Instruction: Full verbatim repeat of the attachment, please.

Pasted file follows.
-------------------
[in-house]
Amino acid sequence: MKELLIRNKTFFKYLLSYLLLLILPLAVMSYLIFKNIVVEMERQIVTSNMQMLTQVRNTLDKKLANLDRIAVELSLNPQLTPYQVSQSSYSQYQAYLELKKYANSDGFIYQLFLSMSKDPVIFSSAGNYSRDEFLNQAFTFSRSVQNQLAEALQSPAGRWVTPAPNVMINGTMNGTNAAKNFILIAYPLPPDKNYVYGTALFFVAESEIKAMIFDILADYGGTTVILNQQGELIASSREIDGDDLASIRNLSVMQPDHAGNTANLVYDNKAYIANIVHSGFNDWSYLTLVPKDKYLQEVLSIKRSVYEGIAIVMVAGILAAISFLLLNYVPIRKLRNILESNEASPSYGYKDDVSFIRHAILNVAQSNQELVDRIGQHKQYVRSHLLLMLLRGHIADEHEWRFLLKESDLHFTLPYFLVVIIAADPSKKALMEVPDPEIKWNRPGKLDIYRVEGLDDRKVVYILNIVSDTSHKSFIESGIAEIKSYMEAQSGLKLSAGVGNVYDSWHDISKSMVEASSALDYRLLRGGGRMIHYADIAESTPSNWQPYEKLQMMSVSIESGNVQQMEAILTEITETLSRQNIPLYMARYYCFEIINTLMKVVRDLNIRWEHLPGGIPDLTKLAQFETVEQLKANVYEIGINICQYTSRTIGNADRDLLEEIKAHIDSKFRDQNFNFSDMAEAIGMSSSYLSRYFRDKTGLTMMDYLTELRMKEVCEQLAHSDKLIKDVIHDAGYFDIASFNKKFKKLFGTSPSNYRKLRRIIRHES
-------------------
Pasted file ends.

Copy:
[in-house]
Amino acid sequence: MKELLIRNKTFFKYLLSYLLLLILPLAVMSYLIFKNIVVEMERQIVTSNMQMLTQVRNTLDKKLANLDRIAVELSLNPQLTPYQVSQSSYSQYQAYLELKKYANSDGFIYQLFLSMSKDPVIFSSAGNYSRDEFLNQAFTFSRSVQNQLAEALQSPAGRWVTPAPNVMINGTMNGTNAAKNFILIAYPLPPDKNYVYGTALFFVAESEIKAMIFDILADYGGTTVILNQQGELIASSREIDGDDLASIRNLSVMQPDHAGNTANLVYDNKAYIANIVHSGFNDWSYLTLVPKDKYLQEVLSIKRSVYEGIAIVMVAGILAAISFLLLNYVPIRKLRNILESNEASPSYGYKDDVSFIRHAILNVAQSNQELVDRIGQHKQYVRSHLLLMLLRGHIADEHEWRFLLKESDLHFTLPYFLVVIIAADPSKKALMEVPDPEIKWNRPGKLDIYRVEGLDDRKVVYILNIVSDTSHKSFIESGIAEIKSYMEAQSGLKLSAGVGNVYDSWHDISKSMVEASSALDYRLLRGGGRMIHYADIAESTPSNWQPYEKLQMMSVSIESGNVQQMEAILTEITETLSRQNIPLYMARYYCFEIINTLMKVVRDLNIRWEHLPGGIPDLTKLAQFETVEQLKANVYEIGINICQYTSRTIGNADRDLLEEIKAHIDSKFRDQNFNFSDMAEAIGMSSSYLSRYFRDKTGLTMMDYLTELRMKEVCEQLAHSDKLIKDVIHDAGYFDIASFNKKFKKLFGTSPSNYRKLRRIIRHES